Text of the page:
Among the biggest surprises was the 2011 Chrysler 200 sedan, which will replace the Sebring in the fourth quarter of this year. The 200 is built on the same platform as the Sebring, but Chrysler engineers upgraded virtually every system of the car to address its flaws.
Those upgrades included discarding the Sebring name. The 200 gets a new interior; extensively revised suspension; improved noise, vibration and harshness; and two engines, including Chrysler's inline-four and the new Pentastar V-6 teamed with a six-speed automatic.
The 200 will be pitched as an import fighter aimed at segment leaders such as the Honda Accord and Toyota Camry. But TrueCar.com analyst Jesse Toprak says the first step in that quest is to match up with its domestic mid-sized rivals, the Ford Fusion and Chevrolet Malibu.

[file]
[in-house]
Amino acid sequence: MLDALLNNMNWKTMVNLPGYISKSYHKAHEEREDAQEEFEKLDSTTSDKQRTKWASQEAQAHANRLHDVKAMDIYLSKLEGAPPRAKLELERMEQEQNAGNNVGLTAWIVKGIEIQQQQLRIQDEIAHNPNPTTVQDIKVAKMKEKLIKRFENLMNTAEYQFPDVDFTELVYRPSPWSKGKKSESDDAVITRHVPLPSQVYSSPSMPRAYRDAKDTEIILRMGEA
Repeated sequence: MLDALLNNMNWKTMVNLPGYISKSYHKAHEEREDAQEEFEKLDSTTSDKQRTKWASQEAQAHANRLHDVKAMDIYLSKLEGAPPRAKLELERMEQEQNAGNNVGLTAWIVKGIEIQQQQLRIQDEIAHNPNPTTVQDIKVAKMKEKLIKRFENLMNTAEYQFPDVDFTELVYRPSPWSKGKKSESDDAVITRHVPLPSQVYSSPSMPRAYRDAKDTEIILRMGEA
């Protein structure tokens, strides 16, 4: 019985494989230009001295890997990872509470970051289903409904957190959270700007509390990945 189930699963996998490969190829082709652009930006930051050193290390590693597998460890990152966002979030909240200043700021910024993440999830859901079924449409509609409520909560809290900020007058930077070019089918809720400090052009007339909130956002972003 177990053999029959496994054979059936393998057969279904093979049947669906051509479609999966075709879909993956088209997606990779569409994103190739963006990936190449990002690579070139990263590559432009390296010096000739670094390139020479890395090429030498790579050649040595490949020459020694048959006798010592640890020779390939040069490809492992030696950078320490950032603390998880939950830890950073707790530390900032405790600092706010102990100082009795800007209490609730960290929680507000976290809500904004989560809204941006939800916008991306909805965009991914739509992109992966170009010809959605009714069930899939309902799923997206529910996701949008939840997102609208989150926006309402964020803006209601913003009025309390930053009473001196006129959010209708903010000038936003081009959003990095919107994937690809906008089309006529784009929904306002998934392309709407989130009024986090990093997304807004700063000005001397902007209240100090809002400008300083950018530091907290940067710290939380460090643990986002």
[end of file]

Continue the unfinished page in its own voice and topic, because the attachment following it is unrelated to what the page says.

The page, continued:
"The truth is they're most often cross-shopped with Ford and GM," he says. "If they're going to be successful, the first obstacle is to make vehicles that are better than Ford and GM."
Chrysler has done extensive surgery on the Town & Country minivan, which gets the new Pentastar V-6, an upgraded interior, a new steering wheel and new interior trim. The Town & Country was re-engineered to reduce interior noise and improve ride and handling.
Also, the Town & Country and 200 will be the first vehicles to get Chrysler's new winged logo.
Dealers saw the re-engineered Chrysler 300 rear-drive sedan, due in the fourth quarter. It will get a new eight-speed automatic transmission in 2011.
Chrysler brand CEO Olivier Francois said: "Chrysler brand and its vehicles will deliver what people deserve, not just what they expect. It will take appointments -- design, technology and engines, to name a few -- that were borne for a few and deliver them to the masses."